ere he knows He's had more
.r obiggames, too.
we're going A season ago
a t hm he had nine
ack to him" games with
14 points or
more. In just
16 games this
s already year, he's already matched that.
ing non- Robinson could've been a
le, the top-15 NBA draft pick had he
practices left after last season. Instead,
toll. Add he came back to compete for
rrounded another trip to the Final Four
he season and to prove there's more to
hether he his game than what he showed
qBA draft, last year.
e to play And after playing in the
te being a shadows of Burke and Hard-
e 3' spot, away last year, Robinson has
be with emerged on his own, showing
Hardaway he's still first-round material.
omes easy "He wasn't going to get the
the game ball (lastyear) because Tim and
go from Trey were so good," Michigan
nity to a coach John Beilein said. "So
now he's going to get shots
Central where he knows we're going
wanted to back to him. ... So he's just got
ner high- to be selective when he finds
was still the right people. I'm happy he's
joyed it. evolving every day as knowing
ne of all where he is offensively, whathe
k in high can do."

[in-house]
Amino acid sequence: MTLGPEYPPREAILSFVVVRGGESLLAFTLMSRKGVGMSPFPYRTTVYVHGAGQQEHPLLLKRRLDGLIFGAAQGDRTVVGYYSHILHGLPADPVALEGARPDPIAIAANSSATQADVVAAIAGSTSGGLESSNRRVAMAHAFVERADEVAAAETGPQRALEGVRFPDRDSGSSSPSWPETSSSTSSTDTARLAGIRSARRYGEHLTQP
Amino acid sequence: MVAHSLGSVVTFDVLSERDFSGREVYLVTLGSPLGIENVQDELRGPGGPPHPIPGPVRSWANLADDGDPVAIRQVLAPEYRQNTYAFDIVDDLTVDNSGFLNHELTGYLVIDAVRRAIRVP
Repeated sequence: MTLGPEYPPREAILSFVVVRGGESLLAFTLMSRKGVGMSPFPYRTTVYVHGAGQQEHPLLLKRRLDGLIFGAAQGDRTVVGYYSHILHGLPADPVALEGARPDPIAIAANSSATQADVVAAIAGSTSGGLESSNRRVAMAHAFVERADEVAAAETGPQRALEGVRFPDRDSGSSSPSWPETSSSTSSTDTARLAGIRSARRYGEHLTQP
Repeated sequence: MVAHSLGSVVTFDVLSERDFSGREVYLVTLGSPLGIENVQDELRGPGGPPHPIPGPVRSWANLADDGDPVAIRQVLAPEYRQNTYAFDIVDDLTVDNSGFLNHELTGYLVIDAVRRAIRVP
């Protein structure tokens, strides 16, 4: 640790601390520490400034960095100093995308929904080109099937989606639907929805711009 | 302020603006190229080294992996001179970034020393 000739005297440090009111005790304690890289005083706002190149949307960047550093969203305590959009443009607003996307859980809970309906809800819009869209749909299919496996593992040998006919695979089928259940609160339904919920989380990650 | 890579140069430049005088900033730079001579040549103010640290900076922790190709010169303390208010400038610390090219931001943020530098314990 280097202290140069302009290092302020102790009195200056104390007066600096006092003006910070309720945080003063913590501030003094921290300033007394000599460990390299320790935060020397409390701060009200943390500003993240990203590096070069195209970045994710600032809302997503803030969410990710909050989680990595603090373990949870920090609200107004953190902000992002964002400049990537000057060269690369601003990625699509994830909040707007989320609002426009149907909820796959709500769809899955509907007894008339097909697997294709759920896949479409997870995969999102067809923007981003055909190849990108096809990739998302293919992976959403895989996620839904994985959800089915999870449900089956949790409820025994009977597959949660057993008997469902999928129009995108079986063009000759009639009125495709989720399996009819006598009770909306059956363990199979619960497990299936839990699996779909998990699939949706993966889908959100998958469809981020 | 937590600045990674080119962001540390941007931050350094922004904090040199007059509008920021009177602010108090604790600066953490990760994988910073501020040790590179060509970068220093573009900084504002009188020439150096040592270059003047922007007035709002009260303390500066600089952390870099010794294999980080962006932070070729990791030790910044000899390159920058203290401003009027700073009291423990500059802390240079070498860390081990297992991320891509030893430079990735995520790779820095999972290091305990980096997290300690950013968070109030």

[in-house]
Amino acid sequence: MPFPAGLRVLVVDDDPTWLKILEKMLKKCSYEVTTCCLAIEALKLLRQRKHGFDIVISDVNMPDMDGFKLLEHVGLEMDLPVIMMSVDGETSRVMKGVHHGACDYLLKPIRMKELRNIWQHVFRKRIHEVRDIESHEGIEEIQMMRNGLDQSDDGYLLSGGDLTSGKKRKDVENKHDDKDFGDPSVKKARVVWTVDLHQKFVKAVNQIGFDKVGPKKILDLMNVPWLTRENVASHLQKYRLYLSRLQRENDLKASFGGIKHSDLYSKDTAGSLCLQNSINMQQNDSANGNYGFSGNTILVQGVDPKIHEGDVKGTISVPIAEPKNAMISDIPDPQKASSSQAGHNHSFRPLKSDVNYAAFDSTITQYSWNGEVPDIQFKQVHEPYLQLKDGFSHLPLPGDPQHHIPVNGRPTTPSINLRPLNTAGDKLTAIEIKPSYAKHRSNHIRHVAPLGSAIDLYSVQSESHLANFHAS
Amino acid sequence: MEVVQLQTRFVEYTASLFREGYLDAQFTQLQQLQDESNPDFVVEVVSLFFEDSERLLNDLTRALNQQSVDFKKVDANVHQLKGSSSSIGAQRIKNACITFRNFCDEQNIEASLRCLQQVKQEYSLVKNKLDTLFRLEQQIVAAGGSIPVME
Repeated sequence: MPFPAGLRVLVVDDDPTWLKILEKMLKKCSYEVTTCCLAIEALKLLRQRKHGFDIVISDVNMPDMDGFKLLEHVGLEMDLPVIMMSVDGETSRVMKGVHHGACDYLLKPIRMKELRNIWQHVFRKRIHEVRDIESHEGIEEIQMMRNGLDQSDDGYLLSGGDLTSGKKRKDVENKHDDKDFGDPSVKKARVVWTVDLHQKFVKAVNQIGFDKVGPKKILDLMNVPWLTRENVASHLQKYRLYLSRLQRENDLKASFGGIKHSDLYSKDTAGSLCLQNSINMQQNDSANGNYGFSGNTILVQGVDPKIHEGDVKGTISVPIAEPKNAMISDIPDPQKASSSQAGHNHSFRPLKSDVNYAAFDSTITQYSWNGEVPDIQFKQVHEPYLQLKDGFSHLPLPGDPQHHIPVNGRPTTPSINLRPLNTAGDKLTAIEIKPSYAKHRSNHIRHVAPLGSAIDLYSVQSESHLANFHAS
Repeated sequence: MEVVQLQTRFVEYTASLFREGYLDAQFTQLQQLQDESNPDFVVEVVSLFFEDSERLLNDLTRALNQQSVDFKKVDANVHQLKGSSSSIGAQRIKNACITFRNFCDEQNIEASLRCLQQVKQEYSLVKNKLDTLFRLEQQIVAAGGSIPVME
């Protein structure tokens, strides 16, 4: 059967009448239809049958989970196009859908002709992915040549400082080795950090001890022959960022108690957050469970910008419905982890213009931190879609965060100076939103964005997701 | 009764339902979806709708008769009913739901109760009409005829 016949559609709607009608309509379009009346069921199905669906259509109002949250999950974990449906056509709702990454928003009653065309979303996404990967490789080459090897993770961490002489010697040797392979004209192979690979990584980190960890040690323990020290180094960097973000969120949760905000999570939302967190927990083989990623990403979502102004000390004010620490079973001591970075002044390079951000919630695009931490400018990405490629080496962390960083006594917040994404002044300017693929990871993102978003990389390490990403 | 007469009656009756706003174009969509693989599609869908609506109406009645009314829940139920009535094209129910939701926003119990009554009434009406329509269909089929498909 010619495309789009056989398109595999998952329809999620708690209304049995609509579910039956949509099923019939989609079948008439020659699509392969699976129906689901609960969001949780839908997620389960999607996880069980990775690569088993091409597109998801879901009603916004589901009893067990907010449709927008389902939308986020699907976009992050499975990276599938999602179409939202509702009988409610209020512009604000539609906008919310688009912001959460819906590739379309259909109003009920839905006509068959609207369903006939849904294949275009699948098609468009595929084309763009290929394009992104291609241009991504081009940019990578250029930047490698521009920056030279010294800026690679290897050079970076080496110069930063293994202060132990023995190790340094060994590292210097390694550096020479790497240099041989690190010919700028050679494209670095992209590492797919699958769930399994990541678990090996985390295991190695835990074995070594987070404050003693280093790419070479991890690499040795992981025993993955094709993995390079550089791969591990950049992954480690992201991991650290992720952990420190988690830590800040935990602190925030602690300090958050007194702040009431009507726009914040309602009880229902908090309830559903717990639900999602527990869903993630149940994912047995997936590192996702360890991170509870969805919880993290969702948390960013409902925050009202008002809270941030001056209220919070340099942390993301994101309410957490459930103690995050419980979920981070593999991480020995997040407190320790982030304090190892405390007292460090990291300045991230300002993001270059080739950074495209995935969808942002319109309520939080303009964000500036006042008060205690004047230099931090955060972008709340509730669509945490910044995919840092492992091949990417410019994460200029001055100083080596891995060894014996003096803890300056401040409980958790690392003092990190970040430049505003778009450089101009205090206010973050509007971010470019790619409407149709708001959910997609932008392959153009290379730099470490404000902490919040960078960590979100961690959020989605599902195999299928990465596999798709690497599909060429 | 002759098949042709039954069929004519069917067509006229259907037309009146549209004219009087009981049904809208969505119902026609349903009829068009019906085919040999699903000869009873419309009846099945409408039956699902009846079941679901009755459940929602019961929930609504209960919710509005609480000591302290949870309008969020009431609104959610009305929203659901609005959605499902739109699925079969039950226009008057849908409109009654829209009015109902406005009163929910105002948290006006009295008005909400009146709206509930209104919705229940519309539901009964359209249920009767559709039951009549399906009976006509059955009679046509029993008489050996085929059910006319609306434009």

work that Robinson's soaring dunk
mornings Tuesday night was good
o help my enough for the "Delta Flight of
Robinson the Game," and he might want
Milausnic to hold on to those frequent-
g he said flyer miles - NBA teams have
ire, and I busy travel schedules.

went home in the evenings,
roommate and freshman for-
ward Tyler Motte cooked for
him and helped him hobble
around the dorm. When Lohan
struggled with the stairs up to
his West Quad room, upper-
classman teammates let him
sleep at their off-campus house.
Though devastating, the

Before they face Michigan State
next week, they'll have played
just four games in 41 days.
Lohan hopes to return for the
series against Wisconsin on
Jan. 31, and if he does, he'll be
able to participate in the bulk
of the Big Ten schedule and
postseason play.
"I guess you could say I got
lucky in when I got hurt," he
said. "If you were to get hurt,
that was the time."
On Dec. 25, Lohan finally
made his return to the ice,
participating in Michigan's two
practices that day for the Great
Lakes Invitational. Though the
team spent the day practicing,
it felt like a Christmas present
to him.
At 6-foot-5 and 200-plus
pounds, Lohan is far from an
agile skater, making his return
to game form more difficult.
Even though Lohan feels ready
to compete, doctors are still
keeping him from participating
in some full-contact drills.
Wearing a white jersey in
practice Wednesday, Lohan
joined his teammates in board-
to-board sprints. On one skate
down the ice, the freshman fin-
ished last among a group of four
teammates. Holding his stick
behind his neck, he hunched
over for breath, all with a smile.
"It feels really good to get
back out there," he said. "I've
slowly been working my way up
to the more intense activities."

Of course you do!

Freshman defenseman Kevin Lohan is eager to return to the ice after missing time since the beginning of November.

r I